My step-dad and I haven’t always had the best relationship. Looking back, there were many times I know I’m the one that was stubborn and difficult. At the same time, I won’t ever forget the time he drove eight hours to my dorm just to take me out to dinner on my birthday even though he had work the next morning. Or the time I was studying abroad in France and realized I was about to run out of money because I hadn’t brought enough for the trip. He didn’t even ask or scold me for bad planning, just transferred money to my account with no strings attached.
In all this, there was always something that stood out above all the other things: the way he prayed. I had always assumed the typical folded hands, bowed head, and closed eyes position like what was expected. But from him, I learned that it didn’t matter where you were or what you were doing, you could always pray. He never told me that, I just noticed. From beautiful sunsets to making it home safe in a snowstorm, God was always praised. Numerous times we’ve been on the road and have heard him say, “Thank you God for this sky You’ve painted for us.” He always pointed out things to thank God for, things to pray for. We were never required to close our eyes, fold hands, or make any other gestures. Sure, this was something we naturally did at the dinner table, but it all felt more natural than the original way I had learned growing up. At that, he did encourage alone time to pray separate from others. It’s not like we were eyes-open-pray-out-loud zealots. He had this prayer thing down.
At church, I look around and see other people with their toddlers and small children grasping their little hands and forcing them to assume emoji hands. It looks real cute when they start folding hands and bowing their heads on their own. But I realized I never did this with my daughter and she wasn’t sure what was even going on.
We do “call and repeat” prayer. I have acquired MANY baby, toddler, and child devotionals over the years. Each of these has simple to say prayers. I read each line, or if the line is long just a few words, then my daughter repeats as we go. I point to each word as we say it. This helps to promote early literacy through an interest in reading. What’s more, it promotes free and open prayer to God; the idea that God is always listening and prayer can happen at any time, not just when our hands are folded, eyes closed, and head is bowed. I also don’t stick to a strict devotional schedule. We have a morning devo and a “goodnight” themed devo, but we also read children’s bibles and stories throughout the day. I would recommend a schedule if you aren’t home all day like I am (I’m a VIPKID teacher, so my work is at home). A schedule on the work days will help you remember to make time for praying together, but morning and night with random times on the weekend will help them to think “Hmm, maybe mom and dad do this all day long?”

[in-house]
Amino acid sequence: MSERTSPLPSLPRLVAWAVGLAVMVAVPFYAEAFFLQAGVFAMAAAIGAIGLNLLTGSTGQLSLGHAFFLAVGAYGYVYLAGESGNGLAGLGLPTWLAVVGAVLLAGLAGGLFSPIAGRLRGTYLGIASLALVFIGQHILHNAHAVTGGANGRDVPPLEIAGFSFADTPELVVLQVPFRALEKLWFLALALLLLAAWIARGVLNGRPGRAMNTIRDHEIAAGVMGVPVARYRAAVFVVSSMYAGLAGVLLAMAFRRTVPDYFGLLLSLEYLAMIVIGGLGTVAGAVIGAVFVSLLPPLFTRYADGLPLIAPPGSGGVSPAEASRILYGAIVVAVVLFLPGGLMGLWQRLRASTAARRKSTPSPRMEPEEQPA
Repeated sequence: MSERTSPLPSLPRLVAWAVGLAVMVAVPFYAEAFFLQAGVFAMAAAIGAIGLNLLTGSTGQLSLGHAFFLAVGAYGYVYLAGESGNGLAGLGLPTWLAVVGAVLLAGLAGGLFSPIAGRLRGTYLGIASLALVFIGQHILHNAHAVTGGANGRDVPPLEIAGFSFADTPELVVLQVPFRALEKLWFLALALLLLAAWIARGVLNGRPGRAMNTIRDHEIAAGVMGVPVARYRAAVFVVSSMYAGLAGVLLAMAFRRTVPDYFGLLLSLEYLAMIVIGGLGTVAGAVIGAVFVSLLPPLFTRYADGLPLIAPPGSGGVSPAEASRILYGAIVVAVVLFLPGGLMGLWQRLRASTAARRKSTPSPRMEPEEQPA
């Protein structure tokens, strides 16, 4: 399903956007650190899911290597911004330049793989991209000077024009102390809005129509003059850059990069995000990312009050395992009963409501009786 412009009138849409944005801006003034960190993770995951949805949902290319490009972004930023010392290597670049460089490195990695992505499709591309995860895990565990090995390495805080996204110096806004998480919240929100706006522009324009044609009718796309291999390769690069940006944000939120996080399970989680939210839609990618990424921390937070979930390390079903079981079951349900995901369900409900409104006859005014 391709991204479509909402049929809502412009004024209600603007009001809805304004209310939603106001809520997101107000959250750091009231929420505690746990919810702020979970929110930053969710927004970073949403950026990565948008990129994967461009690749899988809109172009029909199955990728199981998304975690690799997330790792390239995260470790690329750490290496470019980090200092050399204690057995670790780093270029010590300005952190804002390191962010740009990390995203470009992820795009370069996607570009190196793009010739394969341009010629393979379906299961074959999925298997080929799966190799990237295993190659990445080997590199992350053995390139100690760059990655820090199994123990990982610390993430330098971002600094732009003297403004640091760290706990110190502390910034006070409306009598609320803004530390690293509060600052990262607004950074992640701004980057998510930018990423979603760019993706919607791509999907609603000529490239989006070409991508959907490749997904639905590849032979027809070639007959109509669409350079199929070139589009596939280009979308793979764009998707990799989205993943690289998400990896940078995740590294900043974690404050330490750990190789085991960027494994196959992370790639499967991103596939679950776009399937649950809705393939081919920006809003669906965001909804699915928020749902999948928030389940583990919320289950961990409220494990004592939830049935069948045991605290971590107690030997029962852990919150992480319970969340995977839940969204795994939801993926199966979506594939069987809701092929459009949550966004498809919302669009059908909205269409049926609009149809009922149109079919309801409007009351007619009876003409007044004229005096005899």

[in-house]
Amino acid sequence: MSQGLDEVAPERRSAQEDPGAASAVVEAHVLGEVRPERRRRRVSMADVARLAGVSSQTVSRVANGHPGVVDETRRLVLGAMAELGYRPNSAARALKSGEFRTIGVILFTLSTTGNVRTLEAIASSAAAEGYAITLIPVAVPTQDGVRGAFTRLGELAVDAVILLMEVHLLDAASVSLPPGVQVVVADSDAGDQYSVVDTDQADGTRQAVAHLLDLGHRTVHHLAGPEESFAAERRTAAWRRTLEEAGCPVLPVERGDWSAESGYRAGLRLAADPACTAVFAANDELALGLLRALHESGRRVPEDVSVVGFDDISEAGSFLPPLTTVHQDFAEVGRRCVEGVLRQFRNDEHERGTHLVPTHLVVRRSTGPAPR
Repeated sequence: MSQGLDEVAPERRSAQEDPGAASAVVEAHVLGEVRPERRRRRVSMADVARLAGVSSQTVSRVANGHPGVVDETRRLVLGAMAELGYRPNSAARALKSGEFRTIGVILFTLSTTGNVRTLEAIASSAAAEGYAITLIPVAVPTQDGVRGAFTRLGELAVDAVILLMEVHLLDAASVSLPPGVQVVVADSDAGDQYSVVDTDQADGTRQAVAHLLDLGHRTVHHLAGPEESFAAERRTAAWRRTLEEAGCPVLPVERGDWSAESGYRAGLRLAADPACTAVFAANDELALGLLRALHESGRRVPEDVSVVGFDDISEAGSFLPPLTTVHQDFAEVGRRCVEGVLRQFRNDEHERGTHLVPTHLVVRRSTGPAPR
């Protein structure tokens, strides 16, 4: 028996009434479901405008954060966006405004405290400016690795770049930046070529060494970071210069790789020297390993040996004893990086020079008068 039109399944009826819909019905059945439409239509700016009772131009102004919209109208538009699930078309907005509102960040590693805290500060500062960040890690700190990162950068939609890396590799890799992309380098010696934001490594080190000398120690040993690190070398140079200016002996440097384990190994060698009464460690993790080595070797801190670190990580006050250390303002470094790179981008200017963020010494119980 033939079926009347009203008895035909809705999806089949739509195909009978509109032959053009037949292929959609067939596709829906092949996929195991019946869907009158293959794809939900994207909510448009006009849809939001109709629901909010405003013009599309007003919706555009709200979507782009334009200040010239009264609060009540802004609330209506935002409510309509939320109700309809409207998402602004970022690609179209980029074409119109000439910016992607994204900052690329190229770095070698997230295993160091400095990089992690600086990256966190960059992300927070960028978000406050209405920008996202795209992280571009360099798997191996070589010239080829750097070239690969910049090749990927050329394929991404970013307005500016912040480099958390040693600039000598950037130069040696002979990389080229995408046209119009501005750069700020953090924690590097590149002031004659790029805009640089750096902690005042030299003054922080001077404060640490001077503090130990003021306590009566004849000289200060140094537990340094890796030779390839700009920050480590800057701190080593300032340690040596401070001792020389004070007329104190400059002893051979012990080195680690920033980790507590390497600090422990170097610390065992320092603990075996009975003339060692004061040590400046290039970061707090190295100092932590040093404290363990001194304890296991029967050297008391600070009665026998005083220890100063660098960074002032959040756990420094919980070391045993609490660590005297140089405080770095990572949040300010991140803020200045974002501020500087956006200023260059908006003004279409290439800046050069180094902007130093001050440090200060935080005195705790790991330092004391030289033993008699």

I’m not saying teaching prayer in other methods is wrong. To each their own, as long as you teach the same general pattern that Jesus taught us in the Bible. That being said, I was at a gathering a while back and witnessed the preacher of that church (a church I don’t go to) force his 2-year-old-son to grasp his hands together and then jerked his little head down into a bow. The boy was miserable. Now, I’m not here to judge, but statistics show that when you force your children to do things in a harsh manner that’s borderline abusive… they grow up to hate it. This was a wake-up call to me that I don’t suck as a Christian mom and perhaps my daughter is not a heathen because she isn’t yet a full participant in organized church prayer. I know far too many people from “Christian” homes who grew up to be Atheists because of the way they were treated at home. Even I struggled with my faith at first because I grew up in a loud, angry, constantly yelling household.
Ephesians 6:4 Amplified Bible (AMP)
Fathers, do not provoke your children to anger [do not exasperate them to the point of resentment with demands that are trivial or unreasonable or humiliating or abusive; nor by showing favoritism or indifference to any of them], but bring them up [tenderly, with lovingkindness] in the discipline and instruction of the Lord.
Once again, if you’ve required your child to fold hands, I’m not saying you are wrong. However, I absolutely don’t feel guilty for my 2-year-old girl’s “call and repeat” prayers at home, or that she copies mommies shouts of “Hallelujah, a round of dishes are done.” As my girl makes toddler-church-friends, she is starting to copy their actions. This includes watching as the other children bow and fold hands. She is starting to join the crowd, even though most toddlers don’t have a grasp on what’s happening yet. I pray that she always keeps her mind stayed on the Lord and will learn to pray without ceasing.
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